|Hare|| || || ||1205||4||0·41|
| Intercept||2·81||73·49||<0·0001|| || || |
| Time||−0·023||−5·44||<0·0001|| || || |
The biomass distributions of lynx, fox and hare supported the MRH model of top-down control (Hypothesis 1, Fig. 2b–d). A correlation matrix between RECs-intercept and the productivity scores indicated that the biomass of all species increased with productivity. However, lynx and fox biomass were negatively related, whilst lynx and hare biomass were positively related. There was no relationship between hare and fox biomass (Table 2). In contrast to simple correlations, SEM takes into account the combined effects of several predictors on each variable. The lynx–hare and fox–hare pathways were not significant at P < 0·05 in the full model. However, the fox–hare pathway turned significant when the lynx–hare pathway, which had the highest P-value in the full model, was removed. The parsimonious model thereby revealed a top-down causal pathway where lynx biomass had a significant negative impact on fox biomass, whilst fox biomass had a significant negative impact on hare biomass (Fig. 3). Although productivity had a significant positive impact on the biomass of all species, top-down control implied that fox biomass was lower than expected from productivity where lynx biomass was high, whilst hare biomass was lower than expected from productivity where fox biomass was high. The impact of top-down control was mediated by ecosystem productivity and stronger at low productivities (Figs 2 and 3).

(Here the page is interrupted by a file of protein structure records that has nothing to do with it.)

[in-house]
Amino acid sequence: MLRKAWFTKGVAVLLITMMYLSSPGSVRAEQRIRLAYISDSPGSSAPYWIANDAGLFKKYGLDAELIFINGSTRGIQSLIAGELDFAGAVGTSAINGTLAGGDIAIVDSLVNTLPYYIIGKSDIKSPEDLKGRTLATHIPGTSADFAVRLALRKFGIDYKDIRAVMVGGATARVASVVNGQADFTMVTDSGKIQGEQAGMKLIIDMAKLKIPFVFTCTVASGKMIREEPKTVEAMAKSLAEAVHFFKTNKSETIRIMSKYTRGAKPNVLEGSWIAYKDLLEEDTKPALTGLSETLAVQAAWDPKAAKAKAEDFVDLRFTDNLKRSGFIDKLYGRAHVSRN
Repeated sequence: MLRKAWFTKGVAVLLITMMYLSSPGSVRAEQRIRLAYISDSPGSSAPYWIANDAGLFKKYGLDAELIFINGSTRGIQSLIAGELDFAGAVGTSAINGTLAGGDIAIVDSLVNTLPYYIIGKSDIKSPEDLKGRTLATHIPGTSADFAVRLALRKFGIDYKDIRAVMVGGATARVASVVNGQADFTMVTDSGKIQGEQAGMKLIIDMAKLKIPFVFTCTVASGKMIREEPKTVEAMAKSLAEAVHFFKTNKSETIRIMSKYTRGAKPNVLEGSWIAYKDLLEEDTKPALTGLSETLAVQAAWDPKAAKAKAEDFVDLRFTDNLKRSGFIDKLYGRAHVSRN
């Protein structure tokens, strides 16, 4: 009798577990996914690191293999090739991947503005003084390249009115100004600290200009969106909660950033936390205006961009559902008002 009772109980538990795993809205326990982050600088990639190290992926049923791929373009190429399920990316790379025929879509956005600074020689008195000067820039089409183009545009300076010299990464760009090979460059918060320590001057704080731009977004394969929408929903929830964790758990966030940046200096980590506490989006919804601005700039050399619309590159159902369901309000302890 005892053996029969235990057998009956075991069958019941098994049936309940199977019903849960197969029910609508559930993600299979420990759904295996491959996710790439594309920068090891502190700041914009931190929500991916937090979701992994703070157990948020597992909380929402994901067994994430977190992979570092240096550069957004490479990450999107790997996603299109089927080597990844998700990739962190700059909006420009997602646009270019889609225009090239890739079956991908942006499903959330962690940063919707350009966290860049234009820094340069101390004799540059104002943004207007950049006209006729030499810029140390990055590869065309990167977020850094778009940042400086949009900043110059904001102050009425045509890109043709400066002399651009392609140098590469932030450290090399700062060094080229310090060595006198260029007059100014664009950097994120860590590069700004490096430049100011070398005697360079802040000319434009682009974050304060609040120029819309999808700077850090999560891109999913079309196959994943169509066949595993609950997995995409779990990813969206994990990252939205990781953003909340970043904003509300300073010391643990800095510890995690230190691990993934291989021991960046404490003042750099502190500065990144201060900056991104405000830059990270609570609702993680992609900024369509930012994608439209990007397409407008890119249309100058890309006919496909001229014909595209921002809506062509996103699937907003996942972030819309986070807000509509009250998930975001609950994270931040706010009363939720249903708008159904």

Table 2. Pearson’s correlations between the productivity scores and the RECs-intercept (biomass)
|Variable||Lynx RECs||Fox RECs||Hare RECs|
|Productivity scores||0·23||0·038|| 0·67||<0·001||0·30||0·005|
|Lynx RECs|| || ||−0·28|| 0·011|| 0·38||<0·001|